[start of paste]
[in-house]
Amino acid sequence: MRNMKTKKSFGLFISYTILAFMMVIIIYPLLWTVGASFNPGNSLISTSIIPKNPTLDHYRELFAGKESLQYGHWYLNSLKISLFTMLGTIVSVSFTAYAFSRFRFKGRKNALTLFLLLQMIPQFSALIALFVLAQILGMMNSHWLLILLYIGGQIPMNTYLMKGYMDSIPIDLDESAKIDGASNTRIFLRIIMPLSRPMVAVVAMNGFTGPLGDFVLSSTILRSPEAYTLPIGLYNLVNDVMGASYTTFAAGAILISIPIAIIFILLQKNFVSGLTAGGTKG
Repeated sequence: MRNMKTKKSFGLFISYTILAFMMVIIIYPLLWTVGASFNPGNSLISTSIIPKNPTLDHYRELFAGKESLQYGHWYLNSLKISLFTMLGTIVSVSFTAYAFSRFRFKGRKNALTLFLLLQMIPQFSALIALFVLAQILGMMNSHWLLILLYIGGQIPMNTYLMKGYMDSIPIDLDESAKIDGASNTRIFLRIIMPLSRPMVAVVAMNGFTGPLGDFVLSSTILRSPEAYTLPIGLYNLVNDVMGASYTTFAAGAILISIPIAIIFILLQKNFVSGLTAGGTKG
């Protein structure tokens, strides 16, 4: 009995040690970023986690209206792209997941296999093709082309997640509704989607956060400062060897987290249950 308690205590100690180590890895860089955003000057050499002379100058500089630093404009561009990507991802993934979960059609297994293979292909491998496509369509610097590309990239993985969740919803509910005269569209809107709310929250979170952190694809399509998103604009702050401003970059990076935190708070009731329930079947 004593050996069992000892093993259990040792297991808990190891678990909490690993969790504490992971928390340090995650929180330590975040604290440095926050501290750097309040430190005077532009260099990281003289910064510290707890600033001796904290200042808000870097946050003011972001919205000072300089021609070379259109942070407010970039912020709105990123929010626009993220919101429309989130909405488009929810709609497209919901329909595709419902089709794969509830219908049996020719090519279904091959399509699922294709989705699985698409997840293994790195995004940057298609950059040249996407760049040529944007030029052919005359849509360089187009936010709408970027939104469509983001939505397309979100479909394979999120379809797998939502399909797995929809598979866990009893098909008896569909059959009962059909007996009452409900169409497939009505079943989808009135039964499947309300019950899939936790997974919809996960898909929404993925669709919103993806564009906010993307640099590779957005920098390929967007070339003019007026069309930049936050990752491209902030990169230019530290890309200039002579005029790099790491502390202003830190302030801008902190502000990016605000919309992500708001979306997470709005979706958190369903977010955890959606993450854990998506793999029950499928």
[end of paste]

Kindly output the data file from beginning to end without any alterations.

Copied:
[in-house]
Amino acid sequence: MRNMKTKKSFGLFISYTILAFMMVIIIYPLLWTVGASFNPGNSLISTSIIPKNPTLDHYRELFAGKESLQYGHWYLNSLKISLFTMLGTIVSVSFTAYAFSRFRFKGRKNALTLFLLLQMIPQFSALIALFVLAQILGMMNSHWLLILLYIGGQIPMNTYLMKGYMDSIPIDLDESAKIDGASNTRIFLRIIMPLSRPMVAVVAMNGFTGPLGDFVLSSTILRSPEAYTLPIGLYNLVNDVMGASYTTFAAGAILISIPIAIIFILLQKNFVSGLTAGGTKG
Repeated sequence: MRNMKTKKSFGLFISYTILAFMMVIIIYPLLWTVGASFNPGNSLISTSIIPKNPTLDHYRELFAGKESLQYGHWYLNSLKISLFTMLGTIVSVSFTAYAFSRFRFKGRKNALTLFLLLQMIPQFSALIALFVLAQILGMMNSHWLLILLYIGGQIPMNTYLMKGYMDSIPIDLDESAKIDGASNTRIFLRIIMPLSRPMVAVVAMNGFTGPLGDFVLSSTILRSPEAYTLPIGLYNLVNDVMGASYTTFAAGAILISIPIAIIFILLQKNFVSGLTAGGTKG
């Protein structure tokens, strides 16, 4: 009995040690970023986690209206792209997941296999093709082309997640509704989607956060400062060897987290249950 308690205590100690180590890895860089955003000057050499002379100058500089630093404009561009990507991802993934979960059609297994293979292909491998496509369509610097590309990239993985969740919803509910005269569209809107709310929250979170952190694809399509998103604009702050401003970059990076935190708070009731329930079947 004593050996069992000892093993259990040792297991808990190891678990909490690993969790504490992971928390340090995650929180330590975040604290440095926050501290750097309040430190005077532009260099990281003289910064510290707890600033001796904290200042808000870097946050003011972001919205000072300089021609070379259109942070407010970039912020709105990123929010626009993220919101429309989130909405488009929810709609497209919901329909595709419902089709794969509830219908049996020719090519279904091959399509699922294709989705699985698409997840293994790195995004940057298609950059040249996407760049040529944007030029052919005359849509360089187009936010709408970027939104469509983001939505397309979100479909394979999120379809797998939502399909797995929809598979866990009893098909008896569909059959009962059909007996009452409900169409497939009505079943989808009135039964499947309300019950899939936790997974919809996960898909929404993925669709919103993806564009906010993307640099590779957005920098390929967007070339003019007026069309930049936050990752491209902030990169230019530290890309200039002579005029790099790491502390202003830190302030801008902190502000990016605000919309992500708001979306997470709005979706958190369903977010955890959606993450854990998506793999029950499928």